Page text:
During the winter, our job involves a variety of tasks, preparing and maintaining equipment in preparation for next summer’s projects, tents, stoves, technical equipment, wooden “Nansen” sledges used for towing kit by skiddoo, clothing repairs, etc. The other part of our job is to take the remaining members of the wintering team out on Adelaide Island on winter training trips — to teach them essential Antarctic survival skills and give them experience of travel in the field and mountaineering experience. Also, and arguably most importantly of all, the winter trips provide normal people from other backgrounds, plumbers, electricians, mechanics, chefs and doctors, with the opportunity to have a week away from base, a change of scene, living amongst an awesome environment, and doing things they might never again get the chance to do. Most of the field assistants are mountaineering instructors or guides by trade, and have a passion for instructing and teaching — the chance to share such an awe-inspiring environment with the rest of the base personnel is a real privilege.
Normal activities on winter trips include hill-walking/mountaineering, skiing and snowboarding, visiting an old abandoned research base on the other side of the island, skidoo-sightseeing, exploring crevasses, and if the weather is too bad to leave camp, potentially building igloos and snowmen! For masochists (or perhaps just those fancying a challenge), there is also “man-hauling” (or woman-hauling!) on offer, a term for shoving a lot of kit in a “pulk” (lightweight sledge), strapping it to your waist, and plodding out in to the great white yonder on ski-touring skis.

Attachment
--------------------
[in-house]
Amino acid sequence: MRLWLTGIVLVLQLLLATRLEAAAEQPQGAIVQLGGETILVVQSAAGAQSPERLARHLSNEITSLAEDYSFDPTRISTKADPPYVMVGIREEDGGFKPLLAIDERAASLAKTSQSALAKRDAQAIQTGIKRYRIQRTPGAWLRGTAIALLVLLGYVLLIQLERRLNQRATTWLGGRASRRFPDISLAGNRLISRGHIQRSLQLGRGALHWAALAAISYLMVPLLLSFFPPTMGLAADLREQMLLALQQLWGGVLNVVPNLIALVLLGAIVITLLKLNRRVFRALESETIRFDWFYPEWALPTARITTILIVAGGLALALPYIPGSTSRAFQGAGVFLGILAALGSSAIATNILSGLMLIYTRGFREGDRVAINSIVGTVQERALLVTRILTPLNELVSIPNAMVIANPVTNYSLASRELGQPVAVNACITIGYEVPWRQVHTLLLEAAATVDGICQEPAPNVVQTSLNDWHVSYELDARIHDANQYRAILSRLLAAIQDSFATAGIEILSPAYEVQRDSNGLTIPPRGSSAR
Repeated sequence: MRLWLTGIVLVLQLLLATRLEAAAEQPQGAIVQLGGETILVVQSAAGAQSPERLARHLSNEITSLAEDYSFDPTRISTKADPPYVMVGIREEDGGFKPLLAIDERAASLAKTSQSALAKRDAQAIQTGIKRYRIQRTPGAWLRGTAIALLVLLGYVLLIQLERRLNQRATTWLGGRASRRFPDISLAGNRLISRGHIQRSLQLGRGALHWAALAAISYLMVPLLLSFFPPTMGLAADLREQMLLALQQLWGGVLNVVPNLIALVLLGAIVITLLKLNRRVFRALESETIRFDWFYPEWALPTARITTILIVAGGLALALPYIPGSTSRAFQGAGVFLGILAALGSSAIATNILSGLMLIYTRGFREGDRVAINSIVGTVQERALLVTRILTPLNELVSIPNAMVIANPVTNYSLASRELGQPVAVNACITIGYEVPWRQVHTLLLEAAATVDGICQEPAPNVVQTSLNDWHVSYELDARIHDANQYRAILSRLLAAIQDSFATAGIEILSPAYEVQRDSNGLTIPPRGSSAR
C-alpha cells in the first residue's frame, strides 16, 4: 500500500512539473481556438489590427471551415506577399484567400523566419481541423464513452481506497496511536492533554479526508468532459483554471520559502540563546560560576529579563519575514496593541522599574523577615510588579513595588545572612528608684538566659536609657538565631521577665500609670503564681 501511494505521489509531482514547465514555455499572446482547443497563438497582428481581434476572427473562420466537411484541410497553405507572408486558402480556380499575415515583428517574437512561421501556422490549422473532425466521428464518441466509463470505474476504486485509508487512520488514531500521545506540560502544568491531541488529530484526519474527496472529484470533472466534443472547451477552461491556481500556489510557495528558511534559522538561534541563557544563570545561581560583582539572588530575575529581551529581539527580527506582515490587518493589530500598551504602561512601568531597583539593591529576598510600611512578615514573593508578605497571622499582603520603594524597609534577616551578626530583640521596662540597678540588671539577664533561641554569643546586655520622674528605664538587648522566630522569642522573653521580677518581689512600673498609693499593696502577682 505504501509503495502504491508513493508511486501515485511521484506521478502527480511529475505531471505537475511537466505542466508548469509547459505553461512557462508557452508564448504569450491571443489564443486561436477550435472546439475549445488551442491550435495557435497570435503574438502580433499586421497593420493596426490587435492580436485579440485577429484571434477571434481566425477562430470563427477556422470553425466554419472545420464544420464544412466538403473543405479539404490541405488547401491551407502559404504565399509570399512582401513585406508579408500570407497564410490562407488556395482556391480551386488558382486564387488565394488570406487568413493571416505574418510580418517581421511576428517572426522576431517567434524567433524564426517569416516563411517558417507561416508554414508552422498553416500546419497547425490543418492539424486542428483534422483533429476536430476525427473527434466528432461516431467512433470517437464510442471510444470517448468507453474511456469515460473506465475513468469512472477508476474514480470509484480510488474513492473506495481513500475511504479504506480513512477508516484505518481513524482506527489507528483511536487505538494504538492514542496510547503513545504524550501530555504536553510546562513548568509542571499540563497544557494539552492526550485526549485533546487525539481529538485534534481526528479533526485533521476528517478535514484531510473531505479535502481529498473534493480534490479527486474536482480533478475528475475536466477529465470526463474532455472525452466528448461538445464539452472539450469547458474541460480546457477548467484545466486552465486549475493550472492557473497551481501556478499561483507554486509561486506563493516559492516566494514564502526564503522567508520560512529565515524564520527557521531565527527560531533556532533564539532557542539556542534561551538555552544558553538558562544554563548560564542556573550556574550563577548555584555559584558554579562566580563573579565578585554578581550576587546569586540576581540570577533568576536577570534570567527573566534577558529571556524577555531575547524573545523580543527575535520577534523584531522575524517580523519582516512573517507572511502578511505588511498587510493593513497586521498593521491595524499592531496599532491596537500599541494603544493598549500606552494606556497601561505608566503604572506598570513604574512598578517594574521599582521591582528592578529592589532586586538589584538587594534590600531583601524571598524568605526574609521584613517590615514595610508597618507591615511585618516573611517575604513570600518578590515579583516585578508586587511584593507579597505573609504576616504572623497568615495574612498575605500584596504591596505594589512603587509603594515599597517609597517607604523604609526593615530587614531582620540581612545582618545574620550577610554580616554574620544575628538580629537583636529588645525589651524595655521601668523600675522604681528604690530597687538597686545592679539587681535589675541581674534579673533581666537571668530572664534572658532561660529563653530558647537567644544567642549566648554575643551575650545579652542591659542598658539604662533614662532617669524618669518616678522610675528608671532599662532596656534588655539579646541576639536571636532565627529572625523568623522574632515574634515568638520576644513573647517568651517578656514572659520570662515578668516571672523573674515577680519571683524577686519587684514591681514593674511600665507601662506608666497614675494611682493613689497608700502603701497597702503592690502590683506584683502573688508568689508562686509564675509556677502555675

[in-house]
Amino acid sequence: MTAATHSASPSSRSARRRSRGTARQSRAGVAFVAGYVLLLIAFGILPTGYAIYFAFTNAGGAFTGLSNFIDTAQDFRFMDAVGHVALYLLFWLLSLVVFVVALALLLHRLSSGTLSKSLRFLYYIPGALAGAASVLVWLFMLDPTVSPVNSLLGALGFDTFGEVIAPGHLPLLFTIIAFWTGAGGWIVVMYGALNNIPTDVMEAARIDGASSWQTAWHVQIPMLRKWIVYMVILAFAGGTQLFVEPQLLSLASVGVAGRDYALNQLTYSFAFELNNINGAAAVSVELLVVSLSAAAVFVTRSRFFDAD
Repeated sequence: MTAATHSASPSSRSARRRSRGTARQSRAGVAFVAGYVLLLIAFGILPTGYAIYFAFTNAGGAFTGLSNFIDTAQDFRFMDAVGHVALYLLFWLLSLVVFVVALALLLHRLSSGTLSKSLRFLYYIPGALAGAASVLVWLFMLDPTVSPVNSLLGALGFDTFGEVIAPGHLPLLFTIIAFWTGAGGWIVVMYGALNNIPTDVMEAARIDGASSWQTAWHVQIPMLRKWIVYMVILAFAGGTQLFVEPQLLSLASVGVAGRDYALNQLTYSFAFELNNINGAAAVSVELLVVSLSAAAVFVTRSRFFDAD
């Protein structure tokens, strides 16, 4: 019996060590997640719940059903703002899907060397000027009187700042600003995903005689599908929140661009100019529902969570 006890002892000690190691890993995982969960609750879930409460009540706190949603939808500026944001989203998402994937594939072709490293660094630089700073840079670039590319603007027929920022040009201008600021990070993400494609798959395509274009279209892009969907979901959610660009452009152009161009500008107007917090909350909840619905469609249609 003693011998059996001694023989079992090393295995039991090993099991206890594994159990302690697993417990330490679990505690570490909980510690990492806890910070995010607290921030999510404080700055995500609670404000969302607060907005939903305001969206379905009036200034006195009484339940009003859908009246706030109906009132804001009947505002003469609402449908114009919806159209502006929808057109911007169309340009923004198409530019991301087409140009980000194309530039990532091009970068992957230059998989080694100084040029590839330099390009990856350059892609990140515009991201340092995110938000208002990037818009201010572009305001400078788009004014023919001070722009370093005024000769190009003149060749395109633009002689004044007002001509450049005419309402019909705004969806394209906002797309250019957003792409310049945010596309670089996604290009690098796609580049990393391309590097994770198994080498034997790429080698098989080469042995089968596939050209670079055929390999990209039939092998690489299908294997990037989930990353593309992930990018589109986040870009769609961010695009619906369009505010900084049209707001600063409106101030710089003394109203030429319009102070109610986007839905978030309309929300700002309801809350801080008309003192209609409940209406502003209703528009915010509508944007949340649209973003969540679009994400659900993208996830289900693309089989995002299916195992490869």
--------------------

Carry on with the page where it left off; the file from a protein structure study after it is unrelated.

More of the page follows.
The final week of March saw the first winter trip head off — 3 field assistants, the generator mechanic, the marine assistant, and the plumber went off to the western side of Adelaide island, with the intention of some easy mountaineering and sightseeing.
The weather refused to play ball on the first day, with low cloud and insufficient contrast for skidoo travel, so the group went to explore an impressive crevasse round the back of one of the local peaks.
The 2nd day of the week dawned bright and calm, so we set off for the Myth campsite on the west of the island, a cracking spot nestled in amongst some jaw-dropping scenery.
Over the rest of the week, we visited Carvajal base, an old abandoned Chilean base down at the south end of the island, and climbed a peak called “Snow Ditte”, with tremendous views out towards the main peninsula, and back to Rothera Point, a different perspective! After a day of “lie up” — tent-bound, waiting for the weather to improve — we were treated to another fantastic day of bright skies and low winds for our return trip back to base, a fantastic week, with all base members very enthusiastic for their next trip.
Hopefully this gives you all a bit of an idea of what life at Rothera’s really like, and if anyone out there is considering a “tour” down south — go for it — because we down here all guarantee that a year ago we were all sitting in the UK, gaping at the pictures and stories in these web-diaries, and it truly is as wonderful as it looks!!
So, thanks for reading and have a nice summer!! The nights are fair drawing in down here now!